I don’t recommend using Garageband on the Mac to record the audio as it sometimes adds in effects that are more of a hassle than they’re worth. We will examine GarageBand later for editing your podcast.
There are many options that use your iPhone, iPad, or Android device to record podcasts. I don’t trust, or use these at this point. I prefer the mic and computer kit to ensure that once I set things up, things just work.
Record your audio and save the output file in Dropbox or Google Drive. You want to make sure you’ve got a backup before you proceed.
Recording F2F with others
If you’re recording with a colleague (or group) in the same location, you can use the same setup as listed in the section above. The one challenge that you might have is too much background noise, or the mic competing to pick up multiple speakers. Try to not speak over one another while recording…and make this evident with your group before you start recording. Be sure to turn off the computer microphone and select the one that you’re plugging in to the computer.
If you want to invest a bit, you might consider adding multiple microphones and a mixer, but that is adding a ton of cost and expertise. Alternatively, you might check out this kit from Tim Ferriss. His kit is simple, and doesn’t contain a lot of things that could go wrong. With the earlier example, the USB mic by itself should only cost you $100 to $150. If you upgrade to this kit from Tim you’ll realize that you’re multiplying your original costs. Once again…start small.
Be sure to find a quiet room and place the computer and mic in the middle of the action. If you’re not able to select the podcasting room that we discussed in the last section, be aware of the setting in which you record with your panel. I’ve learned that lecture halls are great for taking once voice and sending it to the back of the room, but horrible for recording group audio. You should also be aware of others entering/exiting the space.
Record the audio, and make sure you’ve got a backup. I’d also recommend having a secondary recording device (i.e., a phone, tablet, computer) in case something goes wrong with the original recording.
Recording virtually with others
In this scenario you connect with others virtually using online tools. This is how I record most of my podcasts. You can connect with others online, anywhere around the globe. The hardest thing is usually finding a time that works, and dealing with time zone issues.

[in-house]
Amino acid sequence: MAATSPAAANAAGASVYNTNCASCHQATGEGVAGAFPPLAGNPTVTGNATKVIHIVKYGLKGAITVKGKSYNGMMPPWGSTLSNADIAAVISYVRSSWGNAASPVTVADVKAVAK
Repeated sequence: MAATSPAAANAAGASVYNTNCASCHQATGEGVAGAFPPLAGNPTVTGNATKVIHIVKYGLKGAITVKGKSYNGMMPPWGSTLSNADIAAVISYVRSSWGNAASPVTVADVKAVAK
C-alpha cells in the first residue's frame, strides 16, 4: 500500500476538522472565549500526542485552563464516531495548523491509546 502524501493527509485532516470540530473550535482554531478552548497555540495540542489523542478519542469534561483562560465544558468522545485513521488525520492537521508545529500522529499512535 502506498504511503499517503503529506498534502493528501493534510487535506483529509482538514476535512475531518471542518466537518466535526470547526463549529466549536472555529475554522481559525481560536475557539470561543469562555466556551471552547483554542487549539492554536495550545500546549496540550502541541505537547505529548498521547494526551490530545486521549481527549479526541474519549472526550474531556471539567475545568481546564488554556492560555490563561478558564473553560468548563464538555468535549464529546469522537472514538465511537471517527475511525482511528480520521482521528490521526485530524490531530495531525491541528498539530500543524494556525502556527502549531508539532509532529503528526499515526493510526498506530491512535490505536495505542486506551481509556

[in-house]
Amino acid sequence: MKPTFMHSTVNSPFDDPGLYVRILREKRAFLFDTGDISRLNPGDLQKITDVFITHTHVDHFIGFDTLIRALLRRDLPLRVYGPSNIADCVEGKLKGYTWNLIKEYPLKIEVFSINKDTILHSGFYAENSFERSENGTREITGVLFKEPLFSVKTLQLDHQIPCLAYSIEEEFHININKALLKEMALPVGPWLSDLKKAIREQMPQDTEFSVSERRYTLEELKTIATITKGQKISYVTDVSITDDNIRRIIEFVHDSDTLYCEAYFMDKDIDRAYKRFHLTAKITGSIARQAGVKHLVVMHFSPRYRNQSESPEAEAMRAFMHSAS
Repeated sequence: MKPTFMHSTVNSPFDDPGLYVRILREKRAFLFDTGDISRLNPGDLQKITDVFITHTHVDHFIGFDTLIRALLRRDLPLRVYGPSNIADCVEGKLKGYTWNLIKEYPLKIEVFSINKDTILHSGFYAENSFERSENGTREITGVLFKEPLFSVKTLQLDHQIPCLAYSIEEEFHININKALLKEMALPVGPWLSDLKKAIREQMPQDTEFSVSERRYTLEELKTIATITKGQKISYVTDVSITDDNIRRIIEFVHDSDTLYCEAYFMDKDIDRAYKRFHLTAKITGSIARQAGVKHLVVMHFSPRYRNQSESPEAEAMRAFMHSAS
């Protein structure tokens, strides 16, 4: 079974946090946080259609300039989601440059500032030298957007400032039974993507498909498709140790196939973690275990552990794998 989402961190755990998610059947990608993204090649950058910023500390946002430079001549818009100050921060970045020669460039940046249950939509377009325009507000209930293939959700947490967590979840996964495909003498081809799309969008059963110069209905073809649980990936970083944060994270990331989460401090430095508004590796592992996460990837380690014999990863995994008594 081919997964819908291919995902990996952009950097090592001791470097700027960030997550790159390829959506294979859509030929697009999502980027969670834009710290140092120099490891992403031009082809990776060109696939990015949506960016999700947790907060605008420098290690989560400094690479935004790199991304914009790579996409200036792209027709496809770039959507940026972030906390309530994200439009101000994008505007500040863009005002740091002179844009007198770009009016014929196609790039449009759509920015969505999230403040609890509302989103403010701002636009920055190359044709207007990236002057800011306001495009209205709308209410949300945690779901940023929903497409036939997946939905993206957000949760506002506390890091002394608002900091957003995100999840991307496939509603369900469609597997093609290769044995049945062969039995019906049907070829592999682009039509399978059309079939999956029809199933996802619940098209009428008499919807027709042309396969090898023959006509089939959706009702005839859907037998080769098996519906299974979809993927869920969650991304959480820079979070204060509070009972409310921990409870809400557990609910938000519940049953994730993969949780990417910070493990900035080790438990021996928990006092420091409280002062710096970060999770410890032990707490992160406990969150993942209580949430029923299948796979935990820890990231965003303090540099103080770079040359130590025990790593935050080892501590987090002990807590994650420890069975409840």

For this scenario, you should once again use the podcasting kit and setup that I discussed in the last two sections. You’ll want to use your computer and mic, and connect with others using web conferencing software.
Most times I use Google Hangouts-on-Air for this purpose. Hangouts-on-Air (HoA) will stream your video conference (with up to 10 people) live to your YouTube channel. It will then archive the video to your YouTube channel. I share this video out with others to allow them to view it. One thing to be aware of is that the podcast is streamed live to the Internet. If you get a glitch, it’ll be live online. If there is a glitch, it’ll also be recorded on that YouTube video. You can go back and change the settings to make the video private or unlisted after you have finished.
Once you have finished, I strip the audio from the video and use that for my audio podcasts. There are a multitude of services that will convert your YouTube video to an audio file. I recommend and use ClipConverter.
One of the main complaints that I have with HoA is that the audio sometimes is lousy once you’ve stripped it from the video. For this reason, I’ve started using Skype and ecamm Call Recorder. Call Recorder records the video and audio that Skype uses. It’ll capture and separate all of these different parts, and can assemble or separate them as needed. In this process, it saves the audio coming from your mic, or the microphones of your panel. That was you can make sure that if there is an issue with audio, it’s coming right from the source. ecamm Call Recorder is $29.95 and works on the Mac. There are a ton of alternatives for PC that you can check out as well.
I’ve started moving over to Skype and ecamm Call Recorder for most of my interviews and podcasts.
Save the recorded audio in Dropbox or Google Drive. Make sure you’ve got a backup before you proceed.
What is Next?
In the next post we’ll discuss editing the audio content before moving on to saving and sharing this content online. Please feel free to share or comment on these materials.